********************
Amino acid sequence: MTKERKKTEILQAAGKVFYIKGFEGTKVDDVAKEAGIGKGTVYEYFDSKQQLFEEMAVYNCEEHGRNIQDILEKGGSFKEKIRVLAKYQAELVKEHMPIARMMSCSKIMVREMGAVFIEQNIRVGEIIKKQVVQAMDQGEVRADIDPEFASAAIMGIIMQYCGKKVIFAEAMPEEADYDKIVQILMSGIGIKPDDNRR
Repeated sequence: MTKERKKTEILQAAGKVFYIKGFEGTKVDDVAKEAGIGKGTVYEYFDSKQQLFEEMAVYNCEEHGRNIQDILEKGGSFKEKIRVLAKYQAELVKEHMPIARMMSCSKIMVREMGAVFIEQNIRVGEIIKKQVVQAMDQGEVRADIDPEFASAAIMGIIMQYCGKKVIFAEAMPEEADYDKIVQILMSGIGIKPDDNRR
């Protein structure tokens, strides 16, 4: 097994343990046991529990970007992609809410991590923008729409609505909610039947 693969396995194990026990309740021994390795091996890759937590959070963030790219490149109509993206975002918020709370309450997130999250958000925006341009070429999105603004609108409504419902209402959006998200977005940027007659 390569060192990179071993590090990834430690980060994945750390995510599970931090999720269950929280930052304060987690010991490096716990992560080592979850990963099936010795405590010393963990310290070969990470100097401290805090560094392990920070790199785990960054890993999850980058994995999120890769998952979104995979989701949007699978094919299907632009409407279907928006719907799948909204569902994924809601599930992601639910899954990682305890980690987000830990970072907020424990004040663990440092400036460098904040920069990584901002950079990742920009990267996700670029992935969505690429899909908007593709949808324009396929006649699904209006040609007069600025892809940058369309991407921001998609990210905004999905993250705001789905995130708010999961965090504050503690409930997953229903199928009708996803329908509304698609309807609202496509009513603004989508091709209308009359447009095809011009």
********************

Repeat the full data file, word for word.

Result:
Amino acid sequence: MTKERKKTEILQAAGKVFYIKGFEGTKVDDVAKEAGIGKGTVYEYFDSKQQLFEEMAVYNCEEHGRNIQDILEKGGSFKEKIRVLAKYQAELVKEHMPIARMMSCSKIMVREMGAVFIEQNIRVGEIIKKQVVQAMDQGEVRADIDPEFASAAIMGIIMQYCGKKVIFAEAMPEEADYDKIVQILMSGIGIKPDDNRR
Repeated sequence: MTKERKKTEILQAAGKVFYIKGFEGTKVDDVAKEAGIGKGTVYEYFDSKQQLFEEMAVYNCEEHGRNIQDILEKGGSFKEKIRVLAKYQAELVKEHMPIARMMSCSKIMVREMGAVFIEQNIRVGEIIKKQVVQAMDQGEVRADIDPEFASAAIMGIIMQYCGKKVIFAEAMPEEADYDKIVQILMSGIGIKPDDNRR
């Protein structure tokens, strides 16, 4: 097994343990046991529990970007992609809410991590923008729409609505909610039947 693969396995194990026990309740021994390795091996890759937590959070963030790219490149109509993206975002918020709370309450997130999250958000925006341009070429999105603004609108409504419902209402959006998200977005940027007659 390569060192990179071993590090990834430690980060994945750390995510599970931090999720269950929280930052304060987690010991490096716990992560080592979850990963099936010795405590010393963990310290070969990470100097401290805090560094392990920070790199785990960054890993999850980058994995999120890769998952979104995979989701949007699978094919299907632009409407279907928006719907799948909204569902994924809601599930992601639910899954990682305890980690987000830990970072907020424990004040663990440092400036460098904040920069990584901002950079990742920009990267996700670029992935969505690429899909908007593709949808324009396929006649699904209006040609007069600025892809940058369309991407921001998609990210905004999905993250705001789905995130708010999961965090504050503690409930997953229903199928009708996803329908509304698609309807609202496509009513603004989508091709209308009359447009095809011009």